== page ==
|Top all glued up. This is the underside - the top has slightly fewer defects.|
There's around 3/16" of cup across one end, and 1/8" at the other. Cumulative errors of all the jointed surfaces show that I made a systematic error while jointing, since the whole top curves the same way. Or maybe it was the way I clamped it during glue up. I can flex it flat pretty easily with a couple of clamps and a piece of lumber, and I know a top this size will move some on it's own even if I planed it perfectly flat now in it's unrestrained state. I'm not entirely sure how to proceed though. How flat does it need to be before I put the breadboard ends on and screw stringers underneath to get it the rest of the way?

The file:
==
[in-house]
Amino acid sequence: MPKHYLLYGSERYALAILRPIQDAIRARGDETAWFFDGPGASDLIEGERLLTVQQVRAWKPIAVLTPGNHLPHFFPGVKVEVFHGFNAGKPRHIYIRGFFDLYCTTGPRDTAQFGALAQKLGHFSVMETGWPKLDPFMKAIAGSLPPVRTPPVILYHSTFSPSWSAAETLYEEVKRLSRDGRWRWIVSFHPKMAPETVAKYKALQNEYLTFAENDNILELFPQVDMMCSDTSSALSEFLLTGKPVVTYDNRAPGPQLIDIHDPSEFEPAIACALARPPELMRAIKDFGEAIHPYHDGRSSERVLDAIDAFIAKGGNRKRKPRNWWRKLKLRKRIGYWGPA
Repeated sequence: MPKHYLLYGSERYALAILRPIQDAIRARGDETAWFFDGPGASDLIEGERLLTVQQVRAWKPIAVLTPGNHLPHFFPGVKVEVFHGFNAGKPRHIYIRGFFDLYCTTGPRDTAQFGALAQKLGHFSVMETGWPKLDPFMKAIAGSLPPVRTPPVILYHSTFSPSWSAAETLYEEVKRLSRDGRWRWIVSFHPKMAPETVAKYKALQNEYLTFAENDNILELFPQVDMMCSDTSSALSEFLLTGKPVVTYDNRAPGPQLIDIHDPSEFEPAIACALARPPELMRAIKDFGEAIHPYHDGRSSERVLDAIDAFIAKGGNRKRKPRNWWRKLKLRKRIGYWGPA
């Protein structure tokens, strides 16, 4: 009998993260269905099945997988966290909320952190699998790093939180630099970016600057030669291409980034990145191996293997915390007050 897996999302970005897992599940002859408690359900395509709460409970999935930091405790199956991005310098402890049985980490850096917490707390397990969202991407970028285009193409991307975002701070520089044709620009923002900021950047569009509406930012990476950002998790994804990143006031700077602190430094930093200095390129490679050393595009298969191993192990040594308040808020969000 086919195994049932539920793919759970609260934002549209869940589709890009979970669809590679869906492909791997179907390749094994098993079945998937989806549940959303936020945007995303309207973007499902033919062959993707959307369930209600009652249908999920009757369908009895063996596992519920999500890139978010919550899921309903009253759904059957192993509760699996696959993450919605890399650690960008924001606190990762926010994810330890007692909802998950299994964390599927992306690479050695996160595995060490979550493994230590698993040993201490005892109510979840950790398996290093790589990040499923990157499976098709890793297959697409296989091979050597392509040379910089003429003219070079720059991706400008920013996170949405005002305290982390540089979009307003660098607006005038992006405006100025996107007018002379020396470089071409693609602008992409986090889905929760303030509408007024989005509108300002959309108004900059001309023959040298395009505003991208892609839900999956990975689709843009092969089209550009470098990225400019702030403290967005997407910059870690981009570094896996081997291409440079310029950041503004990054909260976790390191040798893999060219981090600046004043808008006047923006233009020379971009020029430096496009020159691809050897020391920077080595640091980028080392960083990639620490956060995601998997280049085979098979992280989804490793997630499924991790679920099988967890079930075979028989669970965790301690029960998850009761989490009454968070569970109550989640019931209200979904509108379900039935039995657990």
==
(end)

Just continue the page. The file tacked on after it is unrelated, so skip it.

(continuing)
Here's the plan. I'm going to plane the bottom side with my #4 smoother and jack. That won't straighten it fully, just level the joints and smooth the surface. Then I'll install the breadboard ends and attach the stringers with figure-eight connectors, as it will be when the table is assembled. Thus, all the physical flattening devices will be on, and I can use my long planes to get the top properly flat so it looks good. As long as I don't feel like things are super stressed out when I assemble it, I think this will be ok. And like I keep telling myself - worst case, I blew $40 worth of framing lumber.
The rest of the table plan is still a little fluid, but will look something like the Sketchup rendering below. I picked up a 5/4 cherry board to make the breadboard ends and butterfly patches for a couple of spots on top, and I'm going to use walnut for a few small bits like the breadboard pins and the wedge that will hold the trestle together.
|A fairly standard trestle table design|